Two teenagers have been refused bail at Sydney’s Parramatta Local Court after being charged with firearm and drug offences overnight by the NSW Joint Counter Terrorism team.
Bilal Alameddine and Saminjan Azari, both aged 18, appeared in court via audio visual link this morning.
Their lawyer made no application for bail and they have been remanded in custody to reappear in court next week.
In court today the pair was supported by family.
The were arrested and charged yesterday following raids on properties at Merrylands and Toongabbie by counter-terrorism police.
They were charged with 17 offences each, including selling guns, supplying ammunition and supplying drugs in a commercial quantity.
NSW Deputy Police Commissioner David Hudson alleged the guns were destined for the black market and potentially into the hands of terrorists.
“For the past two months that particular strike force has been involved in the purchase of illicit firearms and other illicit commodities from targets we will suggest are closely linked to those suspected to be involved in terrorist activities,” he said.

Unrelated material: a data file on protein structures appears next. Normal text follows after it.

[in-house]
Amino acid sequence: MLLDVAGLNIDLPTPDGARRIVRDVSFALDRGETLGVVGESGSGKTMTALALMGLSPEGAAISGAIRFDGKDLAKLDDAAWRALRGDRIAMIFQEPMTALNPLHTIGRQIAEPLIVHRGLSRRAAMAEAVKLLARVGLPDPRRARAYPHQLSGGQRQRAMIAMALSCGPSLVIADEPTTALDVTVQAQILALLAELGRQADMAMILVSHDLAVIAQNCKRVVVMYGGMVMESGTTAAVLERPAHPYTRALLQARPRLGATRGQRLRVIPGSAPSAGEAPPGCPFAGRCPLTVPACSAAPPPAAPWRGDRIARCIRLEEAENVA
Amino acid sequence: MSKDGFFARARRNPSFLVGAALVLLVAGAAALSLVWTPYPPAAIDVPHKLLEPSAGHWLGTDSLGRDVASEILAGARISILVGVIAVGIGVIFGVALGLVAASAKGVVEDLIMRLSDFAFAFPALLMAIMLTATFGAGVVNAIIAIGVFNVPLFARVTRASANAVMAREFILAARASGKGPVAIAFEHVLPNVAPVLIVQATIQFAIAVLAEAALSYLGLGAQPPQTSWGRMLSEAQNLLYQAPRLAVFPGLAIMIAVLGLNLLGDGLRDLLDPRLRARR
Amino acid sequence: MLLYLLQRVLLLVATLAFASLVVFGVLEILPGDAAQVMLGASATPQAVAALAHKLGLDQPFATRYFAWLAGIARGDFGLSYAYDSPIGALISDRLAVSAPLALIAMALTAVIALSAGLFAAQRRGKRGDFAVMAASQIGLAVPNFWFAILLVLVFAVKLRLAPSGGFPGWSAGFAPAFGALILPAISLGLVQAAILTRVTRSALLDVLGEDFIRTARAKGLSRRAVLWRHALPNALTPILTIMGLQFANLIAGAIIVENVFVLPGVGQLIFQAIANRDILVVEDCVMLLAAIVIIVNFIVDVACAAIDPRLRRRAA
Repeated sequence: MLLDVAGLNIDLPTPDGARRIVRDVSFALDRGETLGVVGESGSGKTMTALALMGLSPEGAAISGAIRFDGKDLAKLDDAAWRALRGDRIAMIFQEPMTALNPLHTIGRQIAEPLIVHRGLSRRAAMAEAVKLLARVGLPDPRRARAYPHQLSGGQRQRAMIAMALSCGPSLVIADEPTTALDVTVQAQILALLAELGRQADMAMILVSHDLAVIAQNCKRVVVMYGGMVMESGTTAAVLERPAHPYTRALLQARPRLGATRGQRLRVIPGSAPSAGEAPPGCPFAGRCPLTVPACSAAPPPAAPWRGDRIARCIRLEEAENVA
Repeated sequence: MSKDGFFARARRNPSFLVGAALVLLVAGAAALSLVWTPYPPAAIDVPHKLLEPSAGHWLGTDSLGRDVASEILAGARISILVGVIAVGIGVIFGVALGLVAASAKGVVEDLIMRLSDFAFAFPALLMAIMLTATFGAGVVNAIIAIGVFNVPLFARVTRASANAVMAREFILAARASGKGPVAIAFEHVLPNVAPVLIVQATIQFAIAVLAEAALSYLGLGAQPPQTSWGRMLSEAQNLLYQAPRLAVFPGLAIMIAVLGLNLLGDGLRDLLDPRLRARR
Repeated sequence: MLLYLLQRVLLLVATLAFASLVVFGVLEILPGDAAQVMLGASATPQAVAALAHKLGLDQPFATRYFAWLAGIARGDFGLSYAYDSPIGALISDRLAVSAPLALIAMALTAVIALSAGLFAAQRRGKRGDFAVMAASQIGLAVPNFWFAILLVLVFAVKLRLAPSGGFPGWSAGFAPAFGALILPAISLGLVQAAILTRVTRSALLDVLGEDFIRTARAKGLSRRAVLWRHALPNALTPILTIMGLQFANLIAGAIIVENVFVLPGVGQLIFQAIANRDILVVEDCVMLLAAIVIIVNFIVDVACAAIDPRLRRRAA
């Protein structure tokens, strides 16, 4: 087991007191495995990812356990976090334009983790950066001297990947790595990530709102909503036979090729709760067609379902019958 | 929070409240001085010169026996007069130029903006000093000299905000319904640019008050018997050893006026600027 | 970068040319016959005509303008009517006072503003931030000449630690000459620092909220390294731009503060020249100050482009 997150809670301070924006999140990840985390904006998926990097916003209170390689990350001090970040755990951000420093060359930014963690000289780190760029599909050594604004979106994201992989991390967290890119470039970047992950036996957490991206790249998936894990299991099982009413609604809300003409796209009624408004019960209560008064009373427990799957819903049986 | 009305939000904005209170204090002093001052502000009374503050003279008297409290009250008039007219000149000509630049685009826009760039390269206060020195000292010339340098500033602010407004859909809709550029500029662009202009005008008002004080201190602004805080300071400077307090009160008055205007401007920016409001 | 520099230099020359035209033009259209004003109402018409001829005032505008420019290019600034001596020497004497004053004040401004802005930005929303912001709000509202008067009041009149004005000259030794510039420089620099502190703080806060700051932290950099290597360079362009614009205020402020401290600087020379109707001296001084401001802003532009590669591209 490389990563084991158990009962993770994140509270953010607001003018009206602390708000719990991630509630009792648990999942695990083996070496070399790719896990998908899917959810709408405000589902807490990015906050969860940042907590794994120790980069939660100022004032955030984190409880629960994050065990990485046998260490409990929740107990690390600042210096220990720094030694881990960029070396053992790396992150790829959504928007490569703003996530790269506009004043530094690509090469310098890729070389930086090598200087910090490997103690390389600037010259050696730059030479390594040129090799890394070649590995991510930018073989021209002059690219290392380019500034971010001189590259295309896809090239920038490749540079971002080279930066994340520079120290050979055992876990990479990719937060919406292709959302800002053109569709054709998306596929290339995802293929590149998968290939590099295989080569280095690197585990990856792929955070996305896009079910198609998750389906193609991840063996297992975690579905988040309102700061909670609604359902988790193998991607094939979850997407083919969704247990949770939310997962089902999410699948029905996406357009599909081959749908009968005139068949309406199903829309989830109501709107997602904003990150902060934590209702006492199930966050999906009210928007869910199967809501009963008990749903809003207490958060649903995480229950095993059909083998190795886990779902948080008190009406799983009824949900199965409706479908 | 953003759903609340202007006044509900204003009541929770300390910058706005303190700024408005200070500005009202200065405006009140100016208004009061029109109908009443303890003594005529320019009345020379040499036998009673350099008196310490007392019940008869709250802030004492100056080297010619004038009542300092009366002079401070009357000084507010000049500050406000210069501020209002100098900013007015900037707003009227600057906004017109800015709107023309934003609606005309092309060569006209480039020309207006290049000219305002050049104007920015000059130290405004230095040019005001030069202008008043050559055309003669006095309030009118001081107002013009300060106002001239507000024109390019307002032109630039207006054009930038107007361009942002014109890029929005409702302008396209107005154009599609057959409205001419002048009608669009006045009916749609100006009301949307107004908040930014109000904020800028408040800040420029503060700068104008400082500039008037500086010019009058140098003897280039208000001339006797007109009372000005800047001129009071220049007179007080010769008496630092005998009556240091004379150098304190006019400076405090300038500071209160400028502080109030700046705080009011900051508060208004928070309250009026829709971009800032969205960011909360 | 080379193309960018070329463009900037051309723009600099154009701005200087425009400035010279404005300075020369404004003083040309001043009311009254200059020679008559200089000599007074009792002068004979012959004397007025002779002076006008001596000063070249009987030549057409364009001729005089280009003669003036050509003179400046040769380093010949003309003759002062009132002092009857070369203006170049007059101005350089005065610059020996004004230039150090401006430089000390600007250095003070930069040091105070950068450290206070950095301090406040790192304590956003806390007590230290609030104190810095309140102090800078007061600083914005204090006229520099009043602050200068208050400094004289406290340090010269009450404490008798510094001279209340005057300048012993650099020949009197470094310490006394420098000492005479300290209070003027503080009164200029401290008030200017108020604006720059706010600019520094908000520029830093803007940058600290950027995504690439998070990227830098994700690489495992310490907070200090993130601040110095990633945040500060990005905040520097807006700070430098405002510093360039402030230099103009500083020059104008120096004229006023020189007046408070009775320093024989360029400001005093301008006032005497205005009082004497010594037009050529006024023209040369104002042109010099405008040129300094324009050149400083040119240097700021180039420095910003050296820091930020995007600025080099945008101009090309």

Deputy Police Commissioner Hudson said police had seized a variety of weapons including three pistols, two shortened-long-arm and three long-arm firearms, cash and a large amount of illicit drugs including cocaine.
He said the pair were arrested after they allegedly tried to sell guns to undercover police.
“We do monitor a large number of individuals within our community that we have suspicions over in relation to terrorist activity. These targets came up on the periphery of that,” he said.
“We took that opportunity to try to remove [the guns] from the streets before they could fall into hands in either the terrorism or criminal environment where they could do damage to the community.”
Among the items also allegedly seized were fake police vests.
“Part of the seizure was imitation police vests, they weren’t actually police vests, and we’re further exploring those,” the Deputy Police Commissioner said.
The investigation involved officers from the Australian Federal Police, the Australian Security Intelligence Organisation and the New South Wales Crime Commission.
Deputy Commissioner Hudson said the terror threat level in NSW and Australia remained at probable.